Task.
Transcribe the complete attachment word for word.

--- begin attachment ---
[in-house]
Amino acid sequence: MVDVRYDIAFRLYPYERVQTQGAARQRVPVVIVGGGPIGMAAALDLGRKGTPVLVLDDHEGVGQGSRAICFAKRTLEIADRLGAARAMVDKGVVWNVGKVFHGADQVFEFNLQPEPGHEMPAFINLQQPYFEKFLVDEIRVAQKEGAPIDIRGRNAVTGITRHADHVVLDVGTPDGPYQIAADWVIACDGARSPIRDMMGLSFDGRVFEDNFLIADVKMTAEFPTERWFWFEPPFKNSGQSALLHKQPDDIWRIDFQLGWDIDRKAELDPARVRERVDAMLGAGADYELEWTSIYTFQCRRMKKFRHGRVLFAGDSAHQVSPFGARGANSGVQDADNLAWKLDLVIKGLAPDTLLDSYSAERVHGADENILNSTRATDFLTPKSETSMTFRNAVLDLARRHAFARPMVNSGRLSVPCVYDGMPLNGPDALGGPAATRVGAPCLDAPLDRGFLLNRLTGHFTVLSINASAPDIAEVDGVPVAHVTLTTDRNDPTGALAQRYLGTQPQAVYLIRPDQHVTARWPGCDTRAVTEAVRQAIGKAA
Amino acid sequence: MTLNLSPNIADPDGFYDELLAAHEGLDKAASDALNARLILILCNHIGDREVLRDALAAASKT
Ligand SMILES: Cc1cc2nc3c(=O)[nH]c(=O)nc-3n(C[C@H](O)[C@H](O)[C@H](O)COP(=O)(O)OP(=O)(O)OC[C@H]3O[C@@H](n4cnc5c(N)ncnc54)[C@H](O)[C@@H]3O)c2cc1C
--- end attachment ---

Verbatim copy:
[in-house]
Amino acid sequence: MVDVRYDIAFRLYPYERVQTQGAARQRVPVVIVGGGPIGMAAALDLGRKGTPVLVLDDHEGVGQGSRAICFAKRTLEIADRLGAARAMVDKGVVWNVGKVFHGADQVFEFNLQPEPGHEMPAFINLQQPYFEKFLVDEIRVAQKEGAPIDIRGRNAVTGITRHADHVVLDVGTPDGPYQIAADWVIACDGARSPIRDMMGLSFDGRVFEDNFLIADVKMTAEFPTERWFWFEPPFKNSGQSALLHKQPDDIWRIDFQLGWDIDRKAELDPARVRERVDAMLGAGADYELEWTSIYTFQCRRMKKFRHGRVLFAGDSAHQVSPFGARGANSGVQDADNLAWKLDLVIKGLAPDTLLDSYSAERVHGADENILNSTRATDFLTPKSETSMTFRNAVLDLARRHAFARPMVNSGRLSVPCVYDGMPLNGPDALGGPAATRVGAPCLDAPLDRGFLLNRLTGHFTVLSINASAPDIAEVDGVPVAHVTLTTDRNDPTGALAQRYLGTQPQAVYLIRPDQHVTARWPGCDTRAVTEAVRQAIGKAA
Amino acid sequence: MTLNLSPNIADPDGFYDELLAAHEGLDKAASDALNARLILILCNHIGDREVLRDALAAASKT
Ligand SMILES: Cc1cc2nc3c(=O)[nH]c(=O)nc-3n(C[C@H](O)[C@H](O)[C@H](O)COP(=O)(O)OP(=O)(O)OC[C@H]3O[C@@H](n4cnc5c(N)ncnc54)[C@H](O)[C@@H]3O)c2cc1C